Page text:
Nonpoint source pollution is primarily regulated by the States through the water-quality approach. Defs.' Opp'n at 7 (citations omitted). Section 303(d) of the CWA requires each State to identify and rank those waters within its boundaries where technology-based controls are inadequate to attain quality water standards. 33 U.S.C. § 1313(d)(1)(A). Such substandard waters are termed "water quality limited segments" ("WQLSs") and are listed on a State's § 303(d) list. Defs.' Opp'n at 8; 40 C.F.R. § 130.7(b). The State must submit documentation to its EPA Regional Administrator supporting its decision to list, or not list, waters on its § 303(d) list. 40 C.F.R. § 130.7(b)(6). For each body of water identified on its § 303(d) list, the State must establish the body's total maximum daily load ("TMDL"). Id. § 130.7(c)(1). Simply stated, "[a] TMDL is the maximum amount of a pollutant that can be added to a waterbody (its "loading capacity") without exceeding water quality standards." Defs.' Opp'n at 1 (footnote omitted); see also 40 C.F.R. § 130.2(i).*fn2 Each TMDL must "be Page 5 established at [a] level[ ] necessary to attain and maintain the applicable narrative and numerical [water quality standards,("WQS")], with seasonal variations and a margin of safety [taking] into account any lack of knowledge concerning the relationship between effluent limitations[*fn3] and water quality." 40C.F.R. § 130.7(c)(1).

  Each state is required to submit to its EPA Regional Administrator its 303(d) list and the corresponding TMDLs for the bodies of water enumerated on the list. 33 U.S.C. § 1313 (d)(2). The EPA is required to either approve or disapprove the bodies of water identified by the States and their corresponding TMDLs. Id. "If the [EPA] Administrator disapproves such identification[s] and load[s], he shall not later than thirty days after the date of such disapproval identify such waters in such State and establish such loads for such waters as he determines necessary to implement the water quality standards applicable to such waters. . . ." Id. Regardless of whether the EPA approves a State's 303(d) list and loads or establishes its own list and loads for the State, the CWA requires the state to incorporate this list and the designated loads into its current planning process Page 6 ("CPP"). Id.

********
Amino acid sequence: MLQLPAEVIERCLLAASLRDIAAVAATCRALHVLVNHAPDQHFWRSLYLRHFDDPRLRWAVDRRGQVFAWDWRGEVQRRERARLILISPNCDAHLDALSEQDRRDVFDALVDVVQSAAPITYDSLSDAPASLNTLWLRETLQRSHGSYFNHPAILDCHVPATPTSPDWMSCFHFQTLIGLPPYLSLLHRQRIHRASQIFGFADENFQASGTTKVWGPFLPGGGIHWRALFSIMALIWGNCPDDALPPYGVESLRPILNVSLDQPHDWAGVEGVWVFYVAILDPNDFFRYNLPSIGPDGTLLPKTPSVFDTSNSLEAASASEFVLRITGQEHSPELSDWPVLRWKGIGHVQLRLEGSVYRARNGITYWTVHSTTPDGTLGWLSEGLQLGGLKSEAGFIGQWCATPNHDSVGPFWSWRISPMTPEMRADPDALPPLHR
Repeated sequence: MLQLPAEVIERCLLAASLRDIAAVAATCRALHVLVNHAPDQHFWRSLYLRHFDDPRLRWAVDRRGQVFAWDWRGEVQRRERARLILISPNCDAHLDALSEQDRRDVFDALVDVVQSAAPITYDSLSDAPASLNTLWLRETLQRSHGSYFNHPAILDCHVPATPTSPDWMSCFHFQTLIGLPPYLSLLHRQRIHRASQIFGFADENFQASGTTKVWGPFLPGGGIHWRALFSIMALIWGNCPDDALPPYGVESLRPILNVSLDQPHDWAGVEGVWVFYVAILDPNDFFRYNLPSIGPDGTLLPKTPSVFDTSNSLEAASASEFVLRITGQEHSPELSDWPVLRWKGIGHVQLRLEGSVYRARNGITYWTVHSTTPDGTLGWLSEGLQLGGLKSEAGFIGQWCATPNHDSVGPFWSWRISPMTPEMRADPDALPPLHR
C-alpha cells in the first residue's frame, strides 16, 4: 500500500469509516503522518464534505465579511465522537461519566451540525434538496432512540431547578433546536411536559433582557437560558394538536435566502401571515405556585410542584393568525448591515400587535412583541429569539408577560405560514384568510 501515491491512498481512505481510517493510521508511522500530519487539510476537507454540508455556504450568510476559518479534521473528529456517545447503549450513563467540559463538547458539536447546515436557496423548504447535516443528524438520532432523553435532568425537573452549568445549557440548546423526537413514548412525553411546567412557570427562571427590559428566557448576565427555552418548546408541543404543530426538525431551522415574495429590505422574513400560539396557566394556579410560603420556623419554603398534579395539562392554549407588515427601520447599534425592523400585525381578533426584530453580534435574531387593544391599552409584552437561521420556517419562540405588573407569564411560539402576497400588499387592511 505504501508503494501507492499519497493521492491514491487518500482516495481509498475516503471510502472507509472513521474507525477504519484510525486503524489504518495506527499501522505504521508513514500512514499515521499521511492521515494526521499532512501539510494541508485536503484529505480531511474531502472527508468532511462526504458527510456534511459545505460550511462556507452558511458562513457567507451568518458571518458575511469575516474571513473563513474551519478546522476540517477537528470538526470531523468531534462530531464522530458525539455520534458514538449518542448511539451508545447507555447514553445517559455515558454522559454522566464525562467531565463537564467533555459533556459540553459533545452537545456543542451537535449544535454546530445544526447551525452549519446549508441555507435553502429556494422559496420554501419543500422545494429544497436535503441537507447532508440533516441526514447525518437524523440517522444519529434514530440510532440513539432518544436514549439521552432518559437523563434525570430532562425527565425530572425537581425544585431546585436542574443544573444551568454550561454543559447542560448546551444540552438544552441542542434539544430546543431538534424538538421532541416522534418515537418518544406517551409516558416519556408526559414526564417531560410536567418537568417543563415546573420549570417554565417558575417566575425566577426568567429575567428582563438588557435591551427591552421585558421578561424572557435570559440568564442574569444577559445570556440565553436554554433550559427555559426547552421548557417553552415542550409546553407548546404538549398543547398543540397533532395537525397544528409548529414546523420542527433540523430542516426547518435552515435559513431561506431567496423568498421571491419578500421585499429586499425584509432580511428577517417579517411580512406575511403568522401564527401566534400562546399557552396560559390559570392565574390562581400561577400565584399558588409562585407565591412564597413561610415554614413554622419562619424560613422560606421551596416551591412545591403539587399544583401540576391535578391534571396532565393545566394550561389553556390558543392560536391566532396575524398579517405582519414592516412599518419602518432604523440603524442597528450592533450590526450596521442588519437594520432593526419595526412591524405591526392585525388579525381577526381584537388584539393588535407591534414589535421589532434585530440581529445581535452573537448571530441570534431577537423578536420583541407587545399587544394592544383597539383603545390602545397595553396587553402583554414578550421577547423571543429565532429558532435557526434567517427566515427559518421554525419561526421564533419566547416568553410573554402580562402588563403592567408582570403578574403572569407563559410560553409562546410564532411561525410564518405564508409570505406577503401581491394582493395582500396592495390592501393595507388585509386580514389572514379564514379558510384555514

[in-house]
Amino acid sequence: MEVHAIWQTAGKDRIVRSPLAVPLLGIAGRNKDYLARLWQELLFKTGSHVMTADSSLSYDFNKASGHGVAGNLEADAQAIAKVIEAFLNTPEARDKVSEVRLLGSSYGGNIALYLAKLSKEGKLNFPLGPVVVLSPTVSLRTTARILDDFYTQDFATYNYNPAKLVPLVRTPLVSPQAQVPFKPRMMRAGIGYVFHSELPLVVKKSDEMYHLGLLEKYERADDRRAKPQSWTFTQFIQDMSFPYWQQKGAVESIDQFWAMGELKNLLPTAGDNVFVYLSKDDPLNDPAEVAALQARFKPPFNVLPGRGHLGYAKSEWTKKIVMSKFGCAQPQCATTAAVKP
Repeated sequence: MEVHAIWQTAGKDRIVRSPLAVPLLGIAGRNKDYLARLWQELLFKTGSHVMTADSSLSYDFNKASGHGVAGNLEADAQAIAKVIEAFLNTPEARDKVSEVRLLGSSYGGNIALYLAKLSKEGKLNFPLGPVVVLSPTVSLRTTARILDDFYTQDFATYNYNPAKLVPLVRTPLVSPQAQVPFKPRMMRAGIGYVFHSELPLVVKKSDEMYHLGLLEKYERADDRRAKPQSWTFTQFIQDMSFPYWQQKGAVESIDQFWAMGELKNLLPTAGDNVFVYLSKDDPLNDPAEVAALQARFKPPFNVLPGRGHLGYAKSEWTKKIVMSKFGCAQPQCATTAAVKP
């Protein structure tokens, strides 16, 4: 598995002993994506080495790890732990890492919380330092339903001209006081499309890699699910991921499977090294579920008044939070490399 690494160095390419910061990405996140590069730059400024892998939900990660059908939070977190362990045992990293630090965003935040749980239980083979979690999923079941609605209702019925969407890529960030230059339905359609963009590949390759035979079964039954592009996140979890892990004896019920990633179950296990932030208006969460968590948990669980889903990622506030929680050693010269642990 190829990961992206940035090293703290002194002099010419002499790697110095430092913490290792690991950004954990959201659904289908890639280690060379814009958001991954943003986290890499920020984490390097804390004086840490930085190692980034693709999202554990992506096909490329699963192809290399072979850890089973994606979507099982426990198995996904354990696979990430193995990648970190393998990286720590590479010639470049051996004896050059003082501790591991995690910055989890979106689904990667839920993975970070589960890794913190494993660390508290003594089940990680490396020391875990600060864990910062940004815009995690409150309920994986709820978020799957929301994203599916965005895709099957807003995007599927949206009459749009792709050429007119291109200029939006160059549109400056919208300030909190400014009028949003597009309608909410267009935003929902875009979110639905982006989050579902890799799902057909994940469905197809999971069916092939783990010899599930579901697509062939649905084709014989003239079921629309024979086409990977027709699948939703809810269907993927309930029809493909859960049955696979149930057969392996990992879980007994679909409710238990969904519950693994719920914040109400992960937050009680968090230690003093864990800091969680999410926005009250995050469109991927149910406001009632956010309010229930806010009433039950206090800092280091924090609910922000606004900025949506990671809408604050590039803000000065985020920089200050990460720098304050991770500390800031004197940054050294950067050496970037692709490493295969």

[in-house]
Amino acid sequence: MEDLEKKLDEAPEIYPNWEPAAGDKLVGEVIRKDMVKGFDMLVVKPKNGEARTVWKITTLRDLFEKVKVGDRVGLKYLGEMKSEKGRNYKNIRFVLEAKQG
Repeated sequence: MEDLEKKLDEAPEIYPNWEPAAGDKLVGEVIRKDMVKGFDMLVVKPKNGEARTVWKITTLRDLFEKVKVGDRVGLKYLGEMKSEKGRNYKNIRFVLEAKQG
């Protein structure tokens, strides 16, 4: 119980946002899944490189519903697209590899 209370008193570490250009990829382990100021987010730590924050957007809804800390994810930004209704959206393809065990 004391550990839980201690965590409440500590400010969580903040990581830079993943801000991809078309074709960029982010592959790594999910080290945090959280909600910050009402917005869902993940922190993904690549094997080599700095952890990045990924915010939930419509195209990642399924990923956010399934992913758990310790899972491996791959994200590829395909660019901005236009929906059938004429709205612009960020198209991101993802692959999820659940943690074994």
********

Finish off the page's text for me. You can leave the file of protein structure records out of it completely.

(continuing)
Unlike NPDES permits, TMDLS are not federally enforceable. Defs.' Opp'n at 11 (citation omitted). Rather, to encourage compliance, the EPA may "use federal grants to encourage the States to address nonpoint source pollution and accomplish the loading reductions established in a TMDL." Id. (citing 33 U.S.C. § 1288(f)). The EPA has authority, however, to institute a civil action against any polluter, whether from a point source or nonpoint source, "upon receipt of evidence that a pollution source or combination of sources is presenting an imminent and substantial endangerment" to human health or welfare. 33 U.S.C. § 1364; Defs.' Opp'n at 10 n.7. On July 13, 2000, the EPA issued proposed regulations that would have revised the TMDL process. Defs.' Opp'n at 13. These regulations would have, inter alia, redefined a TMDL to include eleven elements, one being an implementation plan. Id. at 14 (citing 65 Fed. Reg. at 43,662). The revised regulations would also have required States to provide "reasonable assurances," which was defined as "a demonstration that TMDLs will be implemented through regulatory or voluntary actions[,]" as a part of the State's implementation plan. Id. On March 19, 2003, the EPA withdrew this proposed final rule, which never became effective, because the EPA "believe[d] that significant chances would need to be made to the July 2000 rule before it could represent a workable formula for an efficient and effective TMDL program." 68 Fed. Reg. 13608 (Mar. 19, 2003). Thus, the relevant Page 7 regulations related to the Act have remained unchanged since the inception of this lawsuit.

 B. Cordova Creek